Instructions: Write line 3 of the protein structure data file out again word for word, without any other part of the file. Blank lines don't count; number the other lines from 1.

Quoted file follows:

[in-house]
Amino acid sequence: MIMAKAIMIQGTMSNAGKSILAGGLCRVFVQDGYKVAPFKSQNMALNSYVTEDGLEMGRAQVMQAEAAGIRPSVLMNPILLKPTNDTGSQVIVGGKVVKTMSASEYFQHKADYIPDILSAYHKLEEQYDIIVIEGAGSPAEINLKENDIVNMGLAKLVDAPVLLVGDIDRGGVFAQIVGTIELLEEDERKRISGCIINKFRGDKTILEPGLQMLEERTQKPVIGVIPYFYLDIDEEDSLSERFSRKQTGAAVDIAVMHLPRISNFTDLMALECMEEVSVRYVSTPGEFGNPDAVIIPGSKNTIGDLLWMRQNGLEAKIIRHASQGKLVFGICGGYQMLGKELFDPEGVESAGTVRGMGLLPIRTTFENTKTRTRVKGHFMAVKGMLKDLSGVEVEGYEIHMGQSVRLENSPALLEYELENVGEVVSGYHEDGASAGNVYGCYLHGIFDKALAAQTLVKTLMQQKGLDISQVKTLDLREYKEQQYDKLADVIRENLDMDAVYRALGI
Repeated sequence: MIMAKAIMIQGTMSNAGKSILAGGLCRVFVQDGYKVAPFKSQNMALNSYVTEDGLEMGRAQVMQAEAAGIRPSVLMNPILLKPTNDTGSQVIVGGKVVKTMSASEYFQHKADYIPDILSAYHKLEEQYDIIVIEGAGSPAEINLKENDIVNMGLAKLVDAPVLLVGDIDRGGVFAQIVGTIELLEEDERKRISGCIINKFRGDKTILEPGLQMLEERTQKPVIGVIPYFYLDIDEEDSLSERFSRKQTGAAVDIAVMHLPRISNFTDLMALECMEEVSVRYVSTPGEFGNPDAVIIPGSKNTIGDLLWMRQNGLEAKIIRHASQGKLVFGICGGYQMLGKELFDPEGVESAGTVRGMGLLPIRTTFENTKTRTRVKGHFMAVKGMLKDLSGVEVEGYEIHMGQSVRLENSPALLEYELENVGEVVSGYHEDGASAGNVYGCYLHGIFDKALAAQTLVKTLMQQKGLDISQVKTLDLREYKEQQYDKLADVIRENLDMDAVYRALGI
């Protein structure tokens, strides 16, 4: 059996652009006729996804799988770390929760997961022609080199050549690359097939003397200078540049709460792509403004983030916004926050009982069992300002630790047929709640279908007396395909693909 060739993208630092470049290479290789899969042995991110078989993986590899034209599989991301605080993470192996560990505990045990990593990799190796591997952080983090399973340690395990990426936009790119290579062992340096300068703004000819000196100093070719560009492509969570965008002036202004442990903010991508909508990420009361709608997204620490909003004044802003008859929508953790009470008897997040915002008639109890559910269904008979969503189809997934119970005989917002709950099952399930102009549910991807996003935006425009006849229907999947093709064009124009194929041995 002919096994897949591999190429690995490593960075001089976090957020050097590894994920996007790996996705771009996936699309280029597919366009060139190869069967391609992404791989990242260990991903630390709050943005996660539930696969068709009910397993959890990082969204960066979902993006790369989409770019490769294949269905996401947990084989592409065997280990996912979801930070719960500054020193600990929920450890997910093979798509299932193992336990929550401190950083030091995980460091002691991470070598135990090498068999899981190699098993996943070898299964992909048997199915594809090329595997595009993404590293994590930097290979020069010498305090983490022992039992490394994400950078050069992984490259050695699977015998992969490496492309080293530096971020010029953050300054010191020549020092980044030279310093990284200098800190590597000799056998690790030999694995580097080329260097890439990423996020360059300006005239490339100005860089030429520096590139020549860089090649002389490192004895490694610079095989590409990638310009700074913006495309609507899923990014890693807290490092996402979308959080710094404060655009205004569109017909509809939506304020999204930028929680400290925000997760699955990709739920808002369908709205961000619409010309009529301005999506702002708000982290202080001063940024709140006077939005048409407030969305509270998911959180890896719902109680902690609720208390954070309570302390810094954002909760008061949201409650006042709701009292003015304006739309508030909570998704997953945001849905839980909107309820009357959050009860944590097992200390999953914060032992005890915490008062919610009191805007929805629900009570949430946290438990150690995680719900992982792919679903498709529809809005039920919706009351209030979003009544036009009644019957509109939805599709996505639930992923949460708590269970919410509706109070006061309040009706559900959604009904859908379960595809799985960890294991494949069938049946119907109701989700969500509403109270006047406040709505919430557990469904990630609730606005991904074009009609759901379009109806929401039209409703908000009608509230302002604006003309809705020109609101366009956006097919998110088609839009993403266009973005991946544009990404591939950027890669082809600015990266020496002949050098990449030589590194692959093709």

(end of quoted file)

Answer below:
Repeated sequence: MIMAKAIMIQGTMSNAGKSILAGGLCRVFVQDGYKVAPFKSQNMALNSYVTEDGLEMGRAQVMQAEAAGIRPSVLMNPILLKPTNDTGSQVIVGGKVVKTMSASEYFQHKADYIPDILSAYHKLEEQYDIIVIEGAGSPAEINLKENDIVNMGLAKLVDAPVLLVGDIDRGGVFAQIVGTIELLEEDERKRISGCIINKFRGDKTILEPGLQMLEERTQKPVIGVIPYFYLDIDEEDSLSERFSRKQTGAAVDIAVMHLPRISNFTDLMALECMEEVSVRYVSTPGEFGNPDAVIIPGSKNTIGDLLWMRQNGLEAKIIRHASQGKLVFGICGGYQMLGKELFDPEGVESAGTVRGMGLLPIRTTFENTKTRTRVKGHFMAVKGMLKDLSGVEVEGYEIHMGQSVRLENSPALLEYELENVGEVVSGYHEDGASAGNVYGCYLHGIFDKALAAQTLVKTLMQQKGLDISQVKTLDLREYKEQQYDKLADVIRENLDMDAVYRALGI